I dream of the perfect fit... of clothes that are simply perfect when I put them on, the grain hanging right, the ease just enough, the curves and shapes flattering. But in order for my clothes to be perfect, my body image must be accurate! And (as making my sister's block shows) understanding a body is easier said than done.
It's a peculiar pathology of our culture that we think of bodies as things to be seen, not as things to walk, talk, digest food, lift burdens, run races, help others, et cetera. We treat being seen as a function, and worry that we are not pleasing to the eye. So we carry around all kinds of burdens of imagined "ugliness" or "figure flaws". We talk about "pampering" ourselves with manicures and "investing" in good make-up. And women are so used to being judged by appearance (and so used to judging other women the same) that we pre-emptively talk ourselves down lest someone else do so first.
Yet despite all our obsessing over how we look, most of us have not updated our self-image since our teens (or the last time we felt either particularly good or particularly bad). When we go through big bodily changes, like pregnancy or illness or aging, we hold onto the mental image of our bodies before. And when we see a camera or a mirror, we automatically present ourselves to best advantage. (Ever caught your reflection unexpectedly and realized that you were slumping, or scowling, or looking vacant? Then you nearly get whiplash pulling yourself into a better-looking attitude!)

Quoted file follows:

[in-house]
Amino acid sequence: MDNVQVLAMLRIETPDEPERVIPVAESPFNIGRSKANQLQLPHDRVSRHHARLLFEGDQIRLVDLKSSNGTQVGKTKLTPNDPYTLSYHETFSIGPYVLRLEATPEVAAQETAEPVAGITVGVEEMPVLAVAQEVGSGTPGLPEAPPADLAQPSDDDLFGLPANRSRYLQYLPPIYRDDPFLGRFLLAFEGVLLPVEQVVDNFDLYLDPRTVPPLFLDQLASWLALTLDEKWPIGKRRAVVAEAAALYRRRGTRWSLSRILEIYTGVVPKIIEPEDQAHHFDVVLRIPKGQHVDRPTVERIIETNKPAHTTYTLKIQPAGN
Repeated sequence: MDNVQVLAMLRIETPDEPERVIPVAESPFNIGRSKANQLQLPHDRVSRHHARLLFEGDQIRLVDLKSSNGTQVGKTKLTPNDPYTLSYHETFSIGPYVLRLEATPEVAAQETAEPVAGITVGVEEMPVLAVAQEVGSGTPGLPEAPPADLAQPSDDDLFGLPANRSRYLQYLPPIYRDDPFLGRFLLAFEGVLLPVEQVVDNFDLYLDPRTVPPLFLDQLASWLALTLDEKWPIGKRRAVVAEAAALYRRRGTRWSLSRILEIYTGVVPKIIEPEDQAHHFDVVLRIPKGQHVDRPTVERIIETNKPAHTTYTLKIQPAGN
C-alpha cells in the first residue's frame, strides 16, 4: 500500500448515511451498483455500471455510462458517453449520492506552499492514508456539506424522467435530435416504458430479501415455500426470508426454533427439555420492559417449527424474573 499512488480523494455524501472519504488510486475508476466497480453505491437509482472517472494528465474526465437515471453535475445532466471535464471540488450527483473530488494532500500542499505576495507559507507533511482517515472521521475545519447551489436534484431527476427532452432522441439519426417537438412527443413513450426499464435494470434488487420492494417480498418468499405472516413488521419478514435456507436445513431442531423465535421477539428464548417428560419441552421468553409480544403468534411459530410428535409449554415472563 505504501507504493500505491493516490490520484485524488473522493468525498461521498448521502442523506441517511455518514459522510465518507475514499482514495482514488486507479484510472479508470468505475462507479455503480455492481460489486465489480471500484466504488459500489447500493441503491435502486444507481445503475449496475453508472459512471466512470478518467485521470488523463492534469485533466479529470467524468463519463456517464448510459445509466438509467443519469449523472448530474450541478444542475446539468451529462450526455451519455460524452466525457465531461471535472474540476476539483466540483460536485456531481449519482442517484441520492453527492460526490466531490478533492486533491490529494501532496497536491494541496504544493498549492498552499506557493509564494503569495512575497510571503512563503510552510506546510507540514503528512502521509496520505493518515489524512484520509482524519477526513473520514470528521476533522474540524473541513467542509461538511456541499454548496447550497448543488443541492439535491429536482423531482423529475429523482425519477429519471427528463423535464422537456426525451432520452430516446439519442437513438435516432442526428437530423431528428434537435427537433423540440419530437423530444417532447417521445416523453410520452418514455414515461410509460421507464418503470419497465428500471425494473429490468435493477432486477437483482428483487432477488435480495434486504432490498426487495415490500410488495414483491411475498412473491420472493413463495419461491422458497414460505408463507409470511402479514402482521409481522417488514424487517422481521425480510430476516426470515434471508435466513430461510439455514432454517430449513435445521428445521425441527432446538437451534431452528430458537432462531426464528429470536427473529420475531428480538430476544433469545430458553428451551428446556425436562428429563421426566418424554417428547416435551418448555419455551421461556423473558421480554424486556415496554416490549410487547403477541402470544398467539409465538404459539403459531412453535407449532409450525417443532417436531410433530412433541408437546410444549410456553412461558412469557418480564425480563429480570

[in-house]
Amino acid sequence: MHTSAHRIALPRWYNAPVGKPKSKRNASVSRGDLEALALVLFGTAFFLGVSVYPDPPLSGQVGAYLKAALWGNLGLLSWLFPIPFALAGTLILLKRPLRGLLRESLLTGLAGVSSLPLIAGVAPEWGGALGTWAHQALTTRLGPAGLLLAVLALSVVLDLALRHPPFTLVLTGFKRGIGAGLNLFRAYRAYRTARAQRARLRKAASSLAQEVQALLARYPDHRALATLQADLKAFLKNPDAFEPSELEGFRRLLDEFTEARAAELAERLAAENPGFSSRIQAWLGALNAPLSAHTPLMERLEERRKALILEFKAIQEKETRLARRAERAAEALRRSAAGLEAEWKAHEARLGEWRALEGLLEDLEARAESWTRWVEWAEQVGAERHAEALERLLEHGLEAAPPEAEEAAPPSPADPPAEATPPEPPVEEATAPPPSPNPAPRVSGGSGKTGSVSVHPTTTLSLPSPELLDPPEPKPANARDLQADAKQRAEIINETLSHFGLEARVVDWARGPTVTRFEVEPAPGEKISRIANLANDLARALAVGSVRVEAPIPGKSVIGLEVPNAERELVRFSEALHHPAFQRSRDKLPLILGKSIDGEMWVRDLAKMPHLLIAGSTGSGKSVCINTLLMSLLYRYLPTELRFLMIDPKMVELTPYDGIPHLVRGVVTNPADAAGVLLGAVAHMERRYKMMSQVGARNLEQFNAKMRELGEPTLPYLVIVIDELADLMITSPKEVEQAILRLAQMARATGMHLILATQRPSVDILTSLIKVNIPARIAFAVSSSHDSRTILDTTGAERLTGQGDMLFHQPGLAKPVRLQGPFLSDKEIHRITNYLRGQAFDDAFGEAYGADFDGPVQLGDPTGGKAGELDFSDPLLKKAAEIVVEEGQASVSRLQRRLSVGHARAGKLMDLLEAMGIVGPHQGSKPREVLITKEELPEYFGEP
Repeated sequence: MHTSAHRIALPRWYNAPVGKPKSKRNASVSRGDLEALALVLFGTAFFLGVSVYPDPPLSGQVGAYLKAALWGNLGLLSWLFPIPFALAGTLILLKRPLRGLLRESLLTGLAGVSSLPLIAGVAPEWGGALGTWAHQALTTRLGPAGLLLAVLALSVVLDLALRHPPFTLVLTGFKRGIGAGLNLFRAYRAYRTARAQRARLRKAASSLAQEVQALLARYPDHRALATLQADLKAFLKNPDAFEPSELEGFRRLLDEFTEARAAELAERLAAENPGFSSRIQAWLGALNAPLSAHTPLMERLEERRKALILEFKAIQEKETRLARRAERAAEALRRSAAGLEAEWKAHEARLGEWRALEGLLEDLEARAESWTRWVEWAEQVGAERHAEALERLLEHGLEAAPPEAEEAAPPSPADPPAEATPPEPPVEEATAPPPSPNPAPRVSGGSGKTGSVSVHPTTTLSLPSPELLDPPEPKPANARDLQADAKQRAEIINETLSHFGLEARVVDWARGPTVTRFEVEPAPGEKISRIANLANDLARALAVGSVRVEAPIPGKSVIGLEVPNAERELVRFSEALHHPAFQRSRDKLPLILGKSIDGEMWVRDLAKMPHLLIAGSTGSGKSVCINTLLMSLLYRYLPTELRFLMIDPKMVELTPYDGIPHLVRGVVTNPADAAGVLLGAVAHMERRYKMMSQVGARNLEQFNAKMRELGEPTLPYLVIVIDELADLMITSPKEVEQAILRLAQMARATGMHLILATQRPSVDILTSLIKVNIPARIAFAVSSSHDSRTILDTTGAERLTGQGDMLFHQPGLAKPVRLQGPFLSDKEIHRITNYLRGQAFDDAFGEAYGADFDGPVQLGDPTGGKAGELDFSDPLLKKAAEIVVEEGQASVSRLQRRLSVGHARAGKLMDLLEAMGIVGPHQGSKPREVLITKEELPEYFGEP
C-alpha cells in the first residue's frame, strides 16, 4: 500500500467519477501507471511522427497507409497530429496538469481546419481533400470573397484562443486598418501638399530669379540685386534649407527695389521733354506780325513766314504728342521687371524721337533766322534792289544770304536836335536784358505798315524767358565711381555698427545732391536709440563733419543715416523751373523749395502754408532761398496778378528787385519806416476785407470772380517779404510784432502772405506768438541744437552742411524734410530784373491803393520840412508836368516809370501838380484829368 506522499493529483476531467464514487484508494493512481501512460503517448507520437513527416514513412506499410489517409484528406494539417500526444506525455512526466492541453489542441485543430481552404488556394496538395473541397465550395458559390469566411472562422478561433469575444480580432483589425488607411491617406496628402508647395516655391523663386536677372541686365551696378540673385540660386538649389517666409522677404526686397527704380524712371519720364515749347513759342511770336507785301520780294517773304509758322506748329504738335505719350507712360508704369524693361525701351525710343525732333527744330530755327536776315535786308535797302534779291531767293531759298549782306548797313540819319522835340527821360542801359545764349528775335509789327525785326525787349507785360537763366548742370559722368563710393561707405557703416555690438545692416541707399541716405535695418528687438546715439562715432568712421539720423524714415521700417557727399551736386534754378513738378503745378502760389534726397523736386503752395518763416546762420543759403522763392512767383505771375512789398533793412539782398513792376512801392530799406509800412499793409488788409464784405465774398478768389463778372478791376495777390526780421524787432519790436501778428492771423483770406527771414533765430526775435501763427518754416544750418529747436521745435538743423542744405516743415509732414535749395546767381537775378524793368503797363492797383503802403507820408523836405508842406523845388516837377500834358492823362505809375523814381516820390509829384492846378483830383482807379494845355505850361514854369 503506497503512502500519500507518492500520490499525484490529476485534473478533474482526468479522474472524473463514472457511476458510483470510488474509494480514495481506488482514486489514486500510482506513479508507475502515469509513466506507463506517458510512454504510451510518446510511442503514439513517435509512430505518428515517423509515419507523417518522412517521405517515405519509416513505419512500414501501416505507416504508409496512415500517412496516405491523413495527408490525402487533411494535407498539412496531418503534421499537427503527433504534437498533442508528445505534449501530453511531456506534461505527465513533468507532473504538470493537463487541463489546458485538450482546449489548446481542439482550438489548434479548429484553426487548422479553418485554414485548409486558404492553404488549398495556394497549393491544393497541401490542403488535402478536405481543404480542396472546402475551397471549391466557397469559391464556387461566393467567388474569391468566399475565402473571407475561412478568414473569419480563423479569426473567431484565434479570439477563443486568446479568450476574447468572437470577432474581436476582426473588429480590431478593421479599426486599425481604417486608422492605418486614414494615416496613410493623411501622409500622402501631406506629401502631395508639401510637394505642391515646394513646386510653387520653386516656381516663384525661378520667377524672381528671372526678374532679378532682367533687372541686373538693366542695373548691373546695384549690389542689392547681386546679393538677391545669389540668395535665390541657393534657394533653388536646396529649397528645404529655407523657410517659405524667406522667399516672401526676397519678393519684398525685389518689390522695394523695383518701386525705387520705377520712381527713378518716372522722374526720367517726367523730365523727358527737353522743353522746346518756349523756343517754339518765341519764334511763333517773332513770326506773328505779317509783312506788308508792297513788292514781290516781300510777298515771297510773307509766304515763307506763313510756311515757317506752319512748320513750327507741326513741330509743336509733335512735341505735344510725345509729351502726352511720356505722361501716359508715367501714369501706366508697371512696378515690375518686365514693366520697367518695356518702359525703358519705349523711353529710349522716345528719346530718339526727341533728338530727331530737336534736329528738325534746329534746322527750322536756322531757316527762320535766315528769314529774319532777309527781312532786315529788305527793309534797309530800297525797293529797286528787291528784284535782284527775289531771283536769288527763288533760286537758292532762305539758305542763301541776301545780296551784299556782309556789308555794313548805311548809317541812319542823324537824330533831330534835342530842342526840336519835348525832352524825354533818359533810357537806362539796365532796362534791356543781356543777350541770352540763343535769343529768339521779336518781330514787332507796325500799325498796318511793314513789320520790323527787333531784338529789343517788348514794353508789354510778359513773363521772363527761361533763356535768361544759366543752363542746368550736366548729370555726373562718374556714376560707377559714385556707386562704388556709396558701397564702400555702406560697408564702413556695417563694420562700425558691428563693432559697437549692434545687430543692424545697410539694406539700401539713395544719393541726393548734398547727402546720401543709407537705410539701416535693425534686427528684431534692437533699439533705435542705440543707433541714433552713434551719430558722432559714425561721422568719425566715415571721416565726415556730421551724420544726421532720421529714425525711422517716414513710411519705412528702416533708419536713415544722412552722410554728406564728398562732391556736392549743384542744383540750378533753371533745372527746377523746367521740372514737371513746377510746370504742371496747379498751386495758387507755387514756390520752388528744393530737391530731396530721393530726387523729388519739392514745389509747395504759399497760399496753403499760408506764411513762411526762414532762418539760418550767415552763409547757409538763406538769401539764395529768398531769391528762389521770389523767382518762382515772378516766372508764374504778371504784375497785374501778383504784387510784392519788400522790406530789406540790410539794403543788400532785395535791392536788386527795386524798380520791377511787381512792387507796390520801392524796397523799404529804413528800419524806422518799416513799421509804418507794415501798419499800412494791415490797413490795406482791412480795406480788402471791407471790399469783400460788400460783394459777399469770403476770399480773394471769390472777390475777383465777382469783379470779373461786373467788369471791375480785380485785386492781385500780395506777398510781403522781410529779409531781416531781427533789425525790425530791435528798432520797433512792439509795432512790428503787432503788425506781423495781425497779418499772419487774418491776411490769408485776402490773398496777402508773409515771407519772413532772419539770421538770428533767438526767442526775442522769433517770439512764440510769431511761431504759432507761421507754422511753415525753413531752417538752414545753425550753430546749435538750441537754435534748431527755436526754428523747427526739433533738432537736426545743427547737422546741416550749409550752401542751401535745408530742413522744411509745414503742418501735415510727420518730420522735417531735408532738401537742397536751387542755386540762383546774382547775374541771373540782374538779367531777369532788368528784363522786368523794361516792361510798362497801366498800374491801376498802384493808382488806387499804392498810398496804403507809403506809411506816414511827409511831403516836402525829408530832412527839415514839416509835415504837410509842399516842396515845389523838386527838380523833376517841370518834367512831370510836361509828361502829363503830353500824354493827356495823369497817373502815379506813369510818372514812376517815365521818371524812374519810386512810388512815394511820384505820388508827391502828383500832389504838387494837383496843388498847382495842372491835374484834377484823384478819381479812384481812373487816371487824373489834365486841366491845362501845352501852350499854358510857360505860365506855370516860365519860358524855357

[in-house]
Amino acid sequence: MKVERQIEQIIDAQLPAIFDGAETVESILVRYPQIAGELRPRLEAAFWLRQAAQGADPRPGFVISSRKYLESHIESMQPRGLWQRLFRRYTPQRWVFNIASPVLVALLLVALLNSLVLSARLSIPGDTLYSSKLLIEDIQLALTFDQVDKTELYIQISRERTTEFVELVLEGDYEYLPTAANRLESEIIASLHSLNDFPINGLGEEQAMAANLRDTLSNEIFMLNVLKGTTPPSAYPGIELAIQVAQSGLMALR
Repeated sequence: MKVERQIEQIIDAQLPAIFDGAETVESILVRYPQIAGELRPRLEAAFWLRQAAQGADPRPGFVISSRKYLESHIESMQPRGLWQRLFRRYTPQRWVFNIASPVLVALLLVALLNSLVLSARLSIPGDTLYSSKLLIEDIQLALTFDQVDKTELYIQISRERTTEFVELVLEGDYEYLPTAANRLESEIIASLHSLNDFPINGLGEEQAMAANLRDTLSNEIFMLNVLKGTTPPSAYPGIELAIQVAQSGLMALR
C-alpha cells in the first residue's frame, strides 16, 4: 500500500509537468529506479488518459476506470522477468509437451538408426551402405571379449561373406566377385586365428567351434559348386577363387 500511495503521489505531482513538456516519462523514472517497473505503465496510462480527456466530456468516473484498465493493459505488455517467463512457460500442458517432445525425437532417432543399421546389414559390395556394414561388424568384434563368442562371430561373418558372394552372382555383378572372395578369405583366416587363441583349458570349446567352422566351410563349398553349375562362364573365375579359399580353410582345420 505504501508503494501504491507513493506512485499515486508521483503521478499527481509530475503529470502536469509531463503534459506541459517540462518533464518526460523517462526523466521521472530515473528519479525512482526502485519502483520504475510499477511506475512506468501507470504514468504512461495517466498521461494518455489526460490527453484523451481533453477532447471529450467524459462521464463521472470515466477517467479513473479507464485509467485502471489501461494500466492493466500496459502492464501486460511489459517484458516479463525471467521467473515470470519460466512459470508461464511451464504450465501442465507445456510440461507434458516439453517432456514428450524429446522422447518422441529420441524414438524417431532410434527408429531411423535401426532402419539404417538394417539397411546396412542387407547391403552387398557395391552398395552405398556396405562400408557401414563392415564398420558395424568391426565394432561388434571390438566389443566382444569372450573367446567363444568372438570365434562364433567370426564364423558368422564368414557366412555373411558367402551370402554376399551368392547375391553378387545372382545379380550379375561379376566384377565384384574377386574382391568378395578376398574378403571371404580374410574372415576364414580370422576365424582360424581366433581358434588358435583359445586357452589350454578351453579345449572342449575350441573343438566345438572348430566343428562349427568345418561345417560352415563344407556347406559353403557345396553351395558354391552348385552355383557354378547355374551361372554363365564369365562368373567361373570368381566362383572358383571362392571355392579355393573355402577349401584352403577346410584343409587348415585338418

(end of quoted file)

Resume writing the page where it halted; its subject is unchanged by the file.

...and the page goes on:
In order to sew clothes for myself, I need to have a real image of my own body. Plus, in fairness to my sister, whose body I have over-analyzed on this blog already, I ought to scrutinize my own!
Here is what I know about myself, based on un-posed photographs and other people's comments:
So when I'm working to improve my posture, how should I make my clothes fit? The answer is simple: I dress people, not new year's resolutions. There's no point in making clothes to fit my someday-body (or anyone else's)! If I intend to have better posture at the end of the year, I'll still sew back-shoulder darts in my blouses now, since now is when I'm wearing them. If someone tells me that she intends to lose weight, I'll still make her dress fit her now, since now is when she's wearing it. Now is the only time we ever really have.
Quilting, dressmaking, and history plied with the needle...
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